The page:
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Tinnis

Should all accounts start with X days in the time bank?

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59 minutes ago, narsille said:

For me, at least, the reason to have banked time at the offset is specialisation

^this

it gets people on board about specialising their characters/account at creation, without having to wait weeks to get that rolling and actually get them 'invested' in what the skill trees mean rather than "i'll click these three things that i have zero choice in and maybe i'll remember to reclick them many times over the next few days....or i wont bother"

[e.g. they'll actively start planning / looking at the skill trees in depth rather than only clicking on the initial nodes with no choice as they go from the offset]

Edited by Tinnis

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Why not let us choose any path from Day 1?

I don't understand the reasoning for requiring weeks/months to access end goals if the power curve is super shallow and most of passive training is stat gains. There isn't any real linear progression in the majority of areas.

I can hop in a be XYZ relatively quickly, yet can't train those specifically for a good while.

Rather have the option on Day 1 to train as an Elf or Racial Basics. Leave it up to me to make good use of (or waste) my time training them. If I want to broaden my horizons or simply increase my Elf power, I'll go back over time to the more generalize options. I make the choices that matter to me.

Training Racial Basics first provides no real learning or benefit. It's a means to an end and what I believe some see as "pointless waiting," even if it benefits the end all the same. 

Maybe if we had to learn how to be a "Mage" prior to "Arcane" or a Cleric, it might make sense, but as it is, we are just getting a few stats here and there tied into time. There is no real progression in-game that goes with passive training for most areas.

This would work easily with everything except Crafting and maybe Exploration. At least when it comes to Recipes and more linear unlocks.

Even then, if someone wants to hop in Day 1 and start specializing in grave digging or runemaking, so be it.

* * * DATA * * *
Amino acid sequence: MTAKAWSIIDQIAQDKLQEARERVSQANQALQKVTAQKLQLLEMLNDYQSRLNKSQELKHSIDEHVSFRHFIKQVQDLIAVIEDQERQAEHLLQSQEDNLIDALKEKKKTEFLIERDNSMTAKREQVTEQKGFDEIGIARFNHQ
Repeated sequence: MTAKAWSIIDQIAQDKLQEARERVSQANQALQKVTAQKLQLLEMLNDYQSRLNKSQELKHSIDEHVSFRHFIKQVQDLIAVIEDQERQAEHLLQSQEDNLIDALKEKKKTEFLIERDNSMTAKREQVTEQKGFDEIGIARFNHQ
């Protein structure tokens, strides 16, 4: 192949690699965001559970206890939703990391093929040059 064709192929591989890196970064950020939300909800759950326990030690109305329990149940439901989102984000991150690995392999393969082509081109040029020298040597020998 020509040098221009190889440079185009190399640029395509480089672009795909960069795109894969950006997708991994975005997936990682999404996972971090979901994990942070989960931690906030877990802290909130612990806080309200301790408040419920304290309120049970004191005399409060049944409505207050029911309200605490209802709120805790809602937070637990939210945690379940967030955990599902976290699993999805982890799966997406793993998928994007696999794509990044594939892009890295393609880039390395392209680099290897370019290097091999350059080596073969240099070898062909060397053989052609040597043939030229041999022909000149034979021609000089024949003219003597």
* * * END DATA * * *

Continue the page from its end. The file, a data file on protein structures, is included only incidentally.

Everyone has the same options and it's the choices they make that matter.

Do you go straight for the imagined end goal or start with the basics and build your way up?

Might not work perfect with the current layout/numbers, but IMO, would avoid some initial buy in issues people will have and emphasize the importance of choice and consequence.

Along with needing a very good tutorial/introduction to the game explaining all the areas. Could even tie this in to training making the first 5% or whatever, be active participating in the tutorial.

Edited by APE

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The way I see it is that...why even bother giving new players head-starts? I don't think many people will come into the game and be so upset that they need to train basic skills before specializing that they leave. I mean, we all have to train them and I think they should too. Like was stated earlier, imo the first couple weeks of a game should be spent doing THE BASICS. I don't log into WoW and expect to be like 700 blacksmithing right away, I don't even expect to be level 2 blacksmithing right away. I expect to spend time leveling it up...and you could argue that the basic v specialization argument is in WoW too with things like gnome engineer/goblin engineer versus regular engineering. 

Seems like just extra headaches to me holding new players hands. I think it's overblown how new players will react to having to start from scratch, and there should/will be plenty of other things them to be focused on. Imo they should be spending time in game actually playing before deciding a specialization. If anything speed their training by 2x or something, seems like this is the is being made more complicated than it needs to be. My .02. 

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literally just look at this posted right now